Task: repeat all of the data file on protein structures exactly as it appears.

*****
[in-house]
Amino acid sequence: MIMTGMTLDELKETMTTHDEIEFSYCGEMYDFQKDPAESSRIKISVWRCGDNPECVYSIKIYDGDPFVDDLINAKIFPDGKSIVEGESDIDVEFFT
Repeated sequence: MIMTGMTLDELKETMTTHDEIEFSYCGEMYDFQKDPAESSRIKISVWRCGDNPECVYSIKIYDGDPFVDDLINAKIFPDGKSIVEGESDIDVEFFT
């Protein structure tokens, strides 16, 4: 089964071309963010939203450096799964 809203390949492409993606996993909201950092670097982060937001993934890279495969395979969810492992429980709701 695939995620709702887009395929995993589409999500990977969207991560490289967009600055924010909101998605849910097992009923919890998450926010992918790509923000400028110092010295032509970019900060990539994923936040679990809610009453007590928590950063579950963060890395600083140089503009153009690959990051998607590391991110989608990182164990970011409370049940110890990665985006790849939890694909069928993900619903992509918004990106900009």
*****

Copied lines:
[in-house]
Amino acid sequence: MIMTGMTLDELKETMTTHDEIEFSYCGEMYDFQKDPAESSRIKISVWRCGDNPECVYSIKIYDGDPFVDDLINAKIFPDGKSIVEGESDIDVEFFT
Repeated sequence: MIMTGMTLDELKETMTTHDEIEFSYCGEMYDFQKDPAESSRIKISVWRCGDNPECVYSIKIYDGDPFVDDLINAKIFPDGKSIVEGESDIDVEFFT
């Protein structure tokens, strides 16, 4: 089964071309963010939203450096799964 809203390949492409993606996993909201950092670097982060937001993934890279495969395979969810492992429980709701 695939995620709702887009395929995993589409999500990977969207991560490289967009600055924010909101998605849910097992009923919890998450926010992918790509923000400028110092010295032509970019900060990539994923936040679990809610009453007590928590950063579950963060890395600083140089503009153009690959990051998607590391991110989608990182164990970011409370049940110890990665985006790849939890694909069928993900619903992509918004990106900009």